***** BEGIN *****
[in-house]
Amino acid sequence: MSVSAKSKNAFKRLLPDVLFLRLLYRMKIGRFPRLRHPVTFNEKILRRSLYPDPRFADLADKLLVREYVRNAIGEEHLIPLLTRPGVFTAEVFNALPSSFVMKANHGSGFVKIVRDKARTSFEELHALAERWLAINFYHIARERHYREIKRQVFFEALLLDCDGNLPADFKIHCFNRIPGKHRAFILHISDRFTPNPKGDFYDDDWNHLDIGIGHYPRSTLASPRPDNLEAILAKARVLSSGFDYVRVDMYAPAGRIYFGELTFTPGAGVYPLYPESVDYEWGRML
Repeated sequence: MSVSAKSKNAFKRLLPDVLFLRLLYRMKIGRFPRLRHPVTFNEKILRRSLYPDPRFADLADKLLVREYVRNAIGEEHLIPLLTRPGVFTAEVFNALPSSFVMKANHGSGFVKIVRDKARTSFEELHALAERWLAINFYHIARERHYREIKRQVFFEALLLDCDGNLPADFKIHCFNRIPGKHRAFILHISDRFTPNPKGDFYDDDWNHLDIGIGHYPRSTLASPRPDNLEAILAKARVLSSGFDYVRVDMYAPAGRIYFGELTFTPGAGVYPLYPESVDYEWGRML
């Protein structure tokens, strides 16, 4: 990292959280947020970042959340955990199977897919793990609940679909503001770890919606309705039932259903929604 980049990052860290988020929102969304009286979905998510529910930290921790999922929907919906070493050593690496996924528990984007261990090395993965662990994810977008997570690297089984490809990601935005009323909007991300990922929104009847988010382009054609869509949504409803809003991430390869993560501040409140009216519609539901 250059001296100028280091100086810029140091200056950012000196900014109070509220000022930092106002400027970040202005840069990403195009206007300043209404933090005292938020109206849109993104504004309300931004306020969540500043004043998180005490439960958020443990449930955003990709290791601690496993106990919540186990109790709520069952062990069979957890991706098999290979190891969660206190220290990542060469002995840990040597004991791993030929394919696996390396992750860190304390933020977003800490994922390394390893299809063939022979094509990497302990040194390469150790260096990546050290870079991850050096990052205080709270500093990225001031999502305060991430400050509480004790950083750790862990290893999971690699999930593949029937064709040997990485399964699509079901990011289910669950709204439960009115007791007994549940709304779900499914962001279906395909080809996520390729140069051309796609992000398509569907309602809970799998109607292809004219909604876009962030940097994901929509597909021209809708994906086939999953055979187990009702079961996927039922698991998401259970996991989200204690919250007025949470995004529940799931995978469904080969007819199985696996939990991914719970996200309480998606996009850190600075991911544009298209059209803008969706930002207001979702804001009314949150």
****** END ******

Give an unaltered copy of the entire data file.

[in-house]
Amino acid sequence: MSVSAKSKNAFKRLLPDVLFLRLLYRMKIGRFPRLRHPVTFNEKILRRSLYPDPRFADLADKLLVREYVRNAIGEEHLIPLLTRPGVFTAEVFNALPSSFVMKANHGSGFVKIVRDKARTSFEELHALAERWLAINFYHIARERHYREIKRQVFFEALLLDCDGNLPADFKIHCFNRIPGKHRAFILHISDRFTPNPKGDFYDDDWNHLDIGIGHYPRSTLASPRPDNLEAILAKARVLSSGFDYVRVDMYAPAGRIYFGELTFTPGAGVYPLYPESVDYEWGRML
Repeated sequence: MSVSAKSKNAFKRLLPDVLFLRLLYRMKIGRFPRLRHPVTFNEKILRRSLYPDPRFADLADKLLVREYVRNAIGEEHLIPLLTRPGVFTAEVFNALPSSFVMKANHGSGFVKIVRDKARTSFEELHALAERWLAINFYHIARERHYREIKRQVFFEALLLDCDGNLPADFKIHCFNRIPGKHRAFILHISDRFTPNPKGDFYDDDWNHLDIGIGHYPRSTLASPRPDNLEAILAKARVLSSGFDYVRVDMYAPAGRIYFGELTFTPGAGVYPLYPESVDYEWGRML
């Protein structure tokens, strides 16, 4: 990292959280947020970042959340955990199977897919793990609940679909503001770890919606309705039932259903929604 980049990052860290988020929102969304009286979905998510529910930290921790999922929907919906070493050593690496996924528990984007261990090395993965662990994810977008997570690297089984490809990601935005009323909007991300990922929104009847988010382009054609869509949504409803809003991430390869993560501040409140009216519609539901 250059001296100028280091100086810029140091200056950012000196900014109070509220000022930092106002400027970040202005840069990403195009206007300043209404933090005292938020109206849109993104504004309300931004306020969540500043004043998180005490439960958020443990449930955003990709290791601690496993106990919540186990109790709520069952062990069979957890991706098999290979190891969660206190220290990542060469002995840990040597004991791993030929394919696996390396992750860190304390933020977003800490994922390394390893299809063939022979094509990497302990040194390469150790260096990546050290870079991850050096990052205080709270500093990225001031999502305060991430400050509480004790950083750790862990290893999971690699999930593949029937064709040997990485399964699509079901990011289910669950709204439960009115007791007994549940709304779900499914962001279906395909080809996520390729140069051309796609992000398509569907309602809970799998109607292809004219909604876009962030940097994901929509597909021209809708994906086939999953055979187990009702079961996927039922698991998401259970996991989200204690919250007025949470995004529940799931995978469904080969007819199985696996939990991914719970996200309480998606996009850190600075991911544009298209059209803008969706930002207001979702804001009314949150």